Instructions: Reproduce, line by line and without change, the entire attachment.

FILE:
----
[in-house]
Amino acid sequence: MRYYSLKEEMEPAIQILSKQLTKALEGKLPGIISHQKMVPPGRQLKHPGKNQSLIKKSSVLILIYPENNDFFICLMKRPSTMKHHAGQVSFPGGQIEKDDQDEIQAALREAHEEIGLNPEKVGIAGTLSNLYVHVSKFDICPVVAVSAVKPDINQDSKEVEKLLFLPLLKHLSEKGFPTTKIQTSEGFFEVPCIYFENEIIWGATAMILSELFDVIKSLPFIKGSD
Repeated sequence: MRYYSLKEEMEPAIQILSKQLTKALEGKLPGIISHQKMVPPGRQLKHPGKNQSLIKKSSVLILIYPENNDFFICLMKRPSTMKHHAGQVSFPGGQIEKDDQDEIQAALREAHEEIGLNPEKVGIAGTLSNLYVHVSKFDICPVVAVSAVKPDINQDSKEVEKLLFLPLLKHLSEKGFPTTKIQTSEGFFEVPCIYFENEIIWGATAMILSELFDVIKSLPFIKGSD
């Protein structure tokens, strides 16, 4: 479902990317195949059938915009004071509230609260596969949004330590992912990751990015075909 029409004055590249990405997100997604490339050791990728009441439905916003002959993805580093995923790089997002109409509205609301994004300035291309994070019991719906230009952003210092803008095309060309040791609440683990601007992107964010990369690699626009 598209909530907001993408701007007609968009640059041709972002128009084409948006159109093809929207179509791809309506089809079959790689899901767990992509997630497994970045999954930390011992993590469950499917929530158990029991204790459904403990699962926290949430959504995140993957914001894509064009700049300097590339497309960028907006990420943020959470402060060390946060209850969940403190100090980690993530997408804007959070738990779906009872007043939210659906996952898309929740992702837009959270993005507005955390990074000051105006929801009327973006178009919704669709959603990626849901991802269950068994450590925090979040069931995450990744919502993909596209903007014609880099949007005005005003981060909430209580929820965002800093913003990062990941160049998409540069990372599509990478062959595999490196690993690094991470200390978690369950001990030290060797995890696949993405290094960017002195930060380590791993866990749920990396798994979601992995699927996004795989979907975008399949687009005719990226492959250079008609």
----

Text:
[in-house]
Amino acid sequence: MRYYSLKEEMEPAIQILSKQLTKALEGKLPGIISHQKMVPPGRQLKHPGKNQSLIKKSSVLILIYPENNDFFICLMKRPSTMKHHAGQVSFPGGQIEKDDQDEIQAALREAHEEIGLNPEKVGIAGTLSNLYVHVSKFDICPVVAVSAVKPDINQDSKEVEKLLFLPLLKHLSEKGFPTTKIQTSEGFFEVPCIYFENEIIWGATAMILSELFDVIKSLPFIKGSD
Repeated sequence: MRYYSLKEEMEPAIQILSKQLTKALEGKLPGIISHQKMVPPGRQLKHPGKNQSLIKKSSVLILIYPENNDFFICLMKRPSTMKHHAGQVSFPGGQIEKDDQDEIQAALREAHEEIGLNPEKVGIAGTLSNLYVHVSKFDICPVVAVSAVKPDINQDSKEVEKLLFLPLLKHLSEKGFPTTKIQTSEGFFEVPCIYFENEIIWGATAMILSELFDVIKSLPFIKGSD
């Protein structure tokens, strides 16, 4: 479902990317195949059938915009004071509230609260596969949004330590992912990751990015075909 029409004055590249990405997100997604490339050791990728009441439905916003002959993805580093995923790089997002109409509205609301994004300035291309994070019991719906230009952003210092803008095309060309040791609440683990601007992107964010990369690699626009 598209909530907001993408701007007609968009640059041709972002128009084409948006159109093809929207179509791809309506089809079959790689899901767990992509997630497994970045999954930390011992993590469950499917929530158990029991204790459904403990699962926290949430959504995140993957914001894509064009700049300097590339497309960028907006990420943020959470402060060390946060209850969940403190100090980690993530997408804007959070738990779906009872007043939210659906996952898309929740992702837009959270993005507005955390990074000051105006929801009327973006178009919704669709959603990626849901991802269950068994450590925090979040069931995450990744919502993909596209903007014609880099949007005005005003981060909430209580929820965002800093913003990062990941160049998409540069990372599509990478062959595999490196690993690094991470200390978690369950001990030290060797995890696949993405290094960017002195930060380590791993866990749920990396798994979601992995699927996004795989979907975008399949687009005719990226492959250079008609």